Not all charts are equal, and some do a better job of delivering key messages than others. Using an appropriate visual – be it in the form of a graph, chart or even cartoon – can prove critical in making it easy for an audience to understand the key message.

Choosing the right chart almost always depends on the nuances of your readership, experience level, and familiarity with the context of an analysis. Consider the two visuals below. Both are meant to describe call volumes from one prompt to another in an IVR[1] system for paying bills. At first glance, the table depends on the human mind to connect the dots between which caller is going from one prompt to another. However, when the same information is presented in a Sankey diagram, it reduces this burden by directly depicting it in a flow format and eliminating/minimizing any need for the human mind to process such “nitty-gritties.”

Table of Call Flow Volume:

StartEndVolume
Welcome MsgSelect Language11
Select LanguageConfirm Account Num7
Select LanguageAccount Type2
Confirm Account NumAccount Num3
Confirm Account NumPurpose of Call4
Purpose of CallGoodbye Msg1
Purpose of CallPay Bill1
Pay BillAgent1

Sankey Diagram of Call Flows:

Different charts can be used for presenting different kinds of information. For example, how about a fishbone diagram to illustrate root-cause-analysis, or a tornado chart to illustrate sensitivity analysis? Graphics often depend on the number of variables being visualized and whether they’re continuous or discrete (categorical) variables.

The infographic below provides a guide/starting point for visualizing different types of information based on context, as well as type and number of variables.

Source: Doug Hull – MathWorks

Maintaining focus on key messages

Cluttered infographics tend to distract audience attention away from key messages, while minimal infographics tend to maintain audience attention on important data points. One way to evaluate this condition is to consider the data-ink ratio of a visual. It’s defined as the amount of ink used to present actual data versus the amount of ink used in the entire display.

Consider the two charts below. Both are trying to deliver the same set of information about calories of different foods in comparison to that of bacon.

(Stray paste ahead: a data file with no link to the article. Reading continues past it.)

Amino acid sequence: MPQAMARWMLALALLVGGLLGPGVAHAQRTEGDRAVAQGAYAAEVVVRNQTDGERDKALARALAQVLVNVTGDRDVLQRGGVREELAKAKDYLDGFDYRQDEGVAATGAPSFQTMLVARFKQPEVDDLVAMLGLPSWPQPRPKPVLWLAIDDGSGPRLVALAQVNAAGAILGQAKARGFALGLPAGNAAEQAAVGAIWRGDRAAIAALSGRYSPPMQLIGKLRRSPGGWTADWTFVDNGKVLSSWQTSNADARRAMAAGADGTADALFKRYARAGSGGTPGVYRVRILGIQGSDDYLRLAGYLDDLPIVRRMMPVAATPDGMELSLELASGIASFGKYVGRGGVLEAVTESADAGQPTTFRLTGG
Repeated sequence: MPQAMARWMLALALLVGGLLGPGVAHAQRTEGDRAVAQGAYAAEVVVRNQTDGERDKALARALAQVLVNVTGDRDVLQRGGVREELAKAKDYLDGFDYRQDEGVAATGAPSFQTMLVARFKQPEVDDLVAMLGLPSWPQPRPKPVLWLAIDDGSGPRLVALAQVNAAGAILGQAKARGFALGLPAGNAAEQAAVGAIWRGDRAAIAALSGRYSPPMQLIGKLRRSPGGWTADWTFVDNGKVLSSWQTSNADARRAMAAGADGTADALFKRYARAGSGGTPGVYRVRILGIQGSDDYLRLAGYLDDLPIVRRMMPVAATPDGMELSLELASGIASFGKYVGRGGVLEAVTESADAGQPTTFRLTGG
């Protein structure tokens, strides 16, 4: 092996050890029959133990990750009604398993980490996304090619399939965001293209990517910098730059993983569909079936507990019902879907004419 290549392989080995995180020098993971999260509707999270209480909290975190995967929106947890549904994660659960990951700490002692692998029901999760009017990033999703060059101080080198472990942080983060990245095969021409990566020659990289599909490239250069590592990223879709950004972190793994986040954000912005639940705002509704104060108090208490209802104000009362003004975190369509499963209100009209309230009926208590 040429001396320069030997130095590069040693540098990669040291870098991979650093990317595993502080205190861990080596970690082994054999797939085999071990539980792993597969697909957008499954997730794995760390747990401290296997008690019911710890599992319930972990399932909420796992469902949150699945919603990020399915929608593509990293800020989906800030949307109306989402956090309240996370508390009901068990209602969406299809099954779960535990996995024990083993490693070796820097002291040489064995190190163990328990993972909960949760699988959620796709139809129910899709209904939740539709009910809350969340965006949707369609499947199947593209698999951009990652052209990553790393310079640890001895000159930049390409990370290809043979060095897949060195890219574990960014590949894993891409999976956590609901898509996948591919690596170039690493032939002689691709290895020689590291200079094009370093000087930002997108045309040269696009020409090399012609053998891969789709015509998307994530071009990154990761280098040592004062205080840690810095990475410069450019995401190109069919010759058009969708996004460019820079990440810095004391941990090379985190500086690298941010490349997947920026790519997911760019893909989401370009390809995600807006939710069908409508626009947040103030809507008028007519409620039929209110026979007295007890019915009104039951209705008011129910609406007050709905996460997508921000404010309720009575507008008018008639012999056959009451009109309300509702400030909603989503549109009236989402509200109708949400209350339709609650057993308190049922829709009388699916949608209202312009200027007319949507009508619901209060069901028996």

The chart on the left has a low data-ink ratio as it uses an unnecessary amount of color, while the one on the right has a high data-ink ratio since ink is only being used to highlight important data points (in this case, bacon). Leveraging not only color but details like size and fonts can prove critical for directing the attention of your audience to the most important pieces of information.

Kenway’s Approach to Information Insight

There is no cookie-cutter solution when it comes to visual analytics. However, our expertise in this space and obsession with all things data can help put valuable visual analytics to work for agencies and businesses of all kinds.

At Kenway, we take a three-pronged approach to Information Insight, that encompasses Data Governance, Data Management, and Business Intelligence & Analytics:

Data visualization is simply a subset of our Business Intelligence & Analytics service and presents a direct link between technology and business counterparts. Helping our clients translate complex ideas into meaningful, descriptive information gives them the ability to reduce costs, identify new opportunities, and initiate data-driven decision making – all at a faster speed to insight.

Interested in learning more? Read about Kenway’s Information Insight Capabilities here on our website, or reach out to us at info@kenwayconsulting.com.

 

[1] Stands for ‘Interactive Voice Response, ’ is a technology that allows a computer to interact with humans through voice.